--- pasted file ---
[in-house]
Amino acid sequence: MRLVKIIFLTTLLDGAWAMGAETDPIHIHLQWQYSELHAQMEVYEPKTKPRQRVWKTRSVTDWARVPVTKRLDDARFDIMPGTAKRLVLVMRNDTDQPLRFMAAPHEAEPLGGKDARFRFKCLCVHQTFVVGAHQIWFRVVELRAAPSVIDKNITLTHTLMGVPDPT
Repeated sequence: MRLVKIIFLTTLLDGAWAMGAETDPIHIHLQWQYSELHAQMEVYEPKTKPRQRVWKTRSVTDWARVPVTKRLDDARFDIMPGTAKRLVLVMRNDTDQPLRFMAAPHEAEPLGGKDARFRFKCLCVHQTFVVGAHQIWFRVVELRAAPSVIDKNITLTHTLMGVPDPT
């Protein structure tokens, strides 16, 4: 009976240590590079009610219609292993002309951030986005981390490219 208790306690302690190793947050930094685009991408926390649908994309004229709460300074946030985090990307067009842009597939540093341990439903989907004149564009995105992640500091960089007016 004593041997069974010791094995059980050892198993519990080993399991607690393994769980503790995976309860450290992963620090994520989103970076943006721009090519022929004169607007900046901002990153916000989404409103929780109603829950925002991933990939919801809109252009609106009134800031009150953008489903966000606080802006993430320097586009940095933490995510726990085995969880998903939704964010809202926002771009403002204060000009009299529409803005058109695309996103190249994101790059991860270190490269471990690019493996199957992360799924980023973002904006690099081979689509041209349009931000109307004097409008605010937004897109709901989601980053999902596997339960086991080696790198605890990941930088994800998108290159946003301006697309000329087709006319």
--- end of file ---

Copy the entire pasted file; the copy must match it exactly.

[in-house]
Amino acid sequence: MRLVKIIFLTTLLDGAWAMGAETDPIHIHLQWQYSELHAQMEVYEPKTKPRQRVWKTRSVTDWARVPVTKRLDDARFDIMPGTAKRLVLVMRNDTDQPLRFMAAPHEAEPLGGKDARFRFKCLCVHQTFVVGAHQIWFRVVELRAAPSVIDKNITLTHTLMGVPDPT
Repeated sequence: MRLVKIIFLTTLLDGAWAMGAETDPIHIHLQWQYSELHAQMEVYEPKTKPRQRVWKTRSVTDWARVPVTKRLDDARFDIMPGTAKRLVLVMRNDTDQPLRFMAAPHEAEPLGGKDARFRFKCLCVHQTFVVGAHQIWFRVVELRAAPSVIDKNITLTHTLMGVPDPT
């Protein structure tokens, strides 16, 4: 009976240590590079009610219609292993002309951030986005981390490219 208790306690302690190793947050930094685009991408926390649908994309004229709460300074946030985090990307067009842009597939540093341990439903989907004149564009995105992640500091960089007016 004593041997069974010791094995059980050892198993519990080993399991607690393994769980503790995976309860450290992963620090994520989103970076943006721009090519022929004169607007900046901002990153916000989404409103929780109603829950925002991933990939919801809109252009609106009134800031009150953008489903966000606080802006993430320097586009940095933490995510726990085995969880998903939704964010809202926002771009403002204060000009009299529409803005058109695309996103190249994101790059991860270190490269471990690019493996199957992360799924980023973002904006690099081979689509041209349009931000109307004097409008605010937004897109709901989601980053999902596997339960086991080696790198605890990941930088994800998108290159946003301006697309000329087709006319």